Taj al–Din Abu‘l–Fath Muhammad ibn ‘Abd al–Karim al–Shahrastani (d. AH 548/1153 CE) is mainly known in Islamic intellectual history for two great contributions. Firstly, he is famous for his monumental study of religious communities, the Kitab al–Milal wa’l–Nihal. This work, widely appreciated in medieval Islam, continues to inspire admiration for the scope of its inquiry and non–polemical style. A fully annotated French translation of the book by Gimaret, Monnot and Jolivet was recently sponsored by UNESCO (Livre des religions et des sects. Peeters: 1986, 1993). Secondly, al–Shahrastani is well–known as one of the main authorities on Sunni theology as formulated within the Ash‘ari school. He taught Ash‘ari theology at the famous al–Nizamiyya Madrasa in Baghdad, and developed it in works like his Kitab Nihayat al–Iqdam fi ‘Ilm al–Kalam. In particular, al–Shahrastani expounded the school of “neo–Ash‘arism” which had been ushered in by al–Ghazali, and which was distinguished from the earlier Ash‘arism by its more pronounced philosophical tendency.
In Struggling with the Philosopher (Kitab al–Musara‘a), al–Shahrastani is concerned to refute a number of key aspects of the metaphysics of the great Persian philosopher Abu ‘Ali Ibn Sina (d. AH 428/1037 CE). Ibn Sina’s extraordinary achievements in Islamic philosophy had a major impact on Islamic thought through the AH 6th/12th CE century, and there is evidence that the influence of his worldview was even felt beyond the intellectual classes. This inevitably called forth a reaction, and a series of critiques of his metaphysics was produced by Muslim thinkers beginning with al–Ghazali’s Incoherence of the Philosophers. Al–Shahrastani’s Struggling with the Philosopher is to be broadly aligned with such refutations. For example, it contains brilliant a priori arguments against Ibn Sina’s teaching that the world is beginningless, akin to those found in al–Ghazali’s earlier attack.
However, careful scrutiny of al–Shahrastani’s work shows that it is not simply driven by a concern to defend Sunni Ash‘ari theology against Ibn Sina, as are most of the other critiques. Instead, the book surprisingly suggests a Shi‘i intellectual context. Notably, it was commissioned by an ‘Alid patron, Abu’l–Qasim ‘Ali ibn Ja‘far al–Musawi of Tirmidh, contains encomia which are clearly Shi‘i in tone and even argues for the imamate. And this is not all. It is arguable that the doctrine al–Shahrastani espouses as the ideal answer to Ibn Sina’s philosophy is specifically Ismaili in inspiration. While the author does not refer to Ismailism explicitly, preferring to use euphemisms such as the “Hanifi revelation” (al–shar‘ al–hanifi), it is demonstrable that the latter amounts to a characteristically Ismaili theology.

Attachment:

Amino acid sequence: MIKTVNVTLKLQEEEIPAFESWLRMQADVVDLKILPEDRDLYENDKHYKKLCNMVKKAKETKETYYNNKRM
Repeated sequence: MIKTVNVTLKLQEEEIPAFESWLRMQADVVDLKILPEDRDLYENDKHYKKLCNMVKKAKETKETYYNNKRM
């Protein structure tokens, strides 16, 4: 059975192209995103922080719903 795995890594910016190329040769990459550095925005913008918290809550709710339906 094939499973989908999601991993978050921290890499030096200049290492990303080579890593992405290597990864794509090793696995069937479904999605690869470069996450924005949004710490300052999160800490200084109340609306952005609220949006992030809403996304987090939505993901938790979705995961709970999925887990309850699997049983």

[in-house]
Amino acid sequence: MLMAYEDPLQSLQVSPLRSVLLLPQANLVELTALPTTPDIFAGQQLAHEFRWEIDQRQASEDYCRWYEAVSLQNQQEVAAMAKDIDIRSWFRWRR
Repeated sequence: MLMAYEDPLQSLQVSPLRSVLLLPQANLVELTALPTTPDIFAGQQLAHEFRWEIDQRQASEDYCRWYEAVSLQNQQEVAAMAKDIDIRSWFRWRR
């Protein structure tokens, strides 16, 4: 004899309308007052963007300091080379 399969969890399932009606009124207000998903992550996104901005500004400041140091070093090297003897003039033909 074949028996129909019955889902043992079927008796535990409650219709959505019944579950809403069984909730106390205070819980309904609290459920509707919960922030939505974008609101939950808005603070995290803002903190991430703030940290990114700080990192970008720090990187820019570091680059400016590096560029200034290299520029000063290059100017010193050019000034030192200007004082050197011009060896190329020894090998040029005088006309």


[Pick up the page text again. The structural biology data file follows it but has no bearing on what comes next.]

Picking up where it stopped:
A large part of Struggling with the Philosopher is dedicated to bringing out the contradictions in Ibn Sina’s concept of God as the “Necessary Existent0 (wajib al–wujud). As al–Shahrastani points out, Ibn Sina insists that for something to be intrinsically necessary, it must be absolutely simple. Composition, even of a “conceptual” order, implies contingency, since the thing in question will then become dependent on its subsidiary elements and perhaps also on an agent to put them together. In particular, God’s identity becomes a composite of two elements: (1) the pseudo–genus existence, held in common with contingents, and (2) a differentia which is needed to mark God off from contingents within existence. Thus, according to al–Shahrastani, Ibn Sina’s concept of God as the Necessary Existent flagrantly contradicts his insistence on divine simplicity.
For al–Shahrastani, the way out of this absurdity is to elevate God above existence or, as he carefully presents in the text, the answer is to treat existence as a purely equivocal term – so that attributing God with “existence” has nothing in common with attributing contingents with existence. In essence, this amounts to the radical theology familiar from Ismaili philosophers like al–Kirmani, al–Sijistani and Nasir Khusraw, according to whom God is so absolute in His transcendence that He is even beyond the categories of “being” and “non–being”. In all this, Struggling with the Philosopher testifies to the accuracy of the allegations of al–Shahrastani’s contemporaries that, notwithstanding his public Ash‘arism and Shafi‘ism, he was drawn to the “people of the mountain fortresses”, i.e., the Ismailis. It can be added to other works of his such as the Majlis, and his Qur’an commentary, the Mafatih al–Asrar wa Masabih al–Abrar, all of which add up to a crucial body of evidence that this major medieval Muslim intellectual embraced Ismaili teachings.
This volume is the second monograph in the Ismaili Texts and Translations Series of The Institute of Ismaili Studies.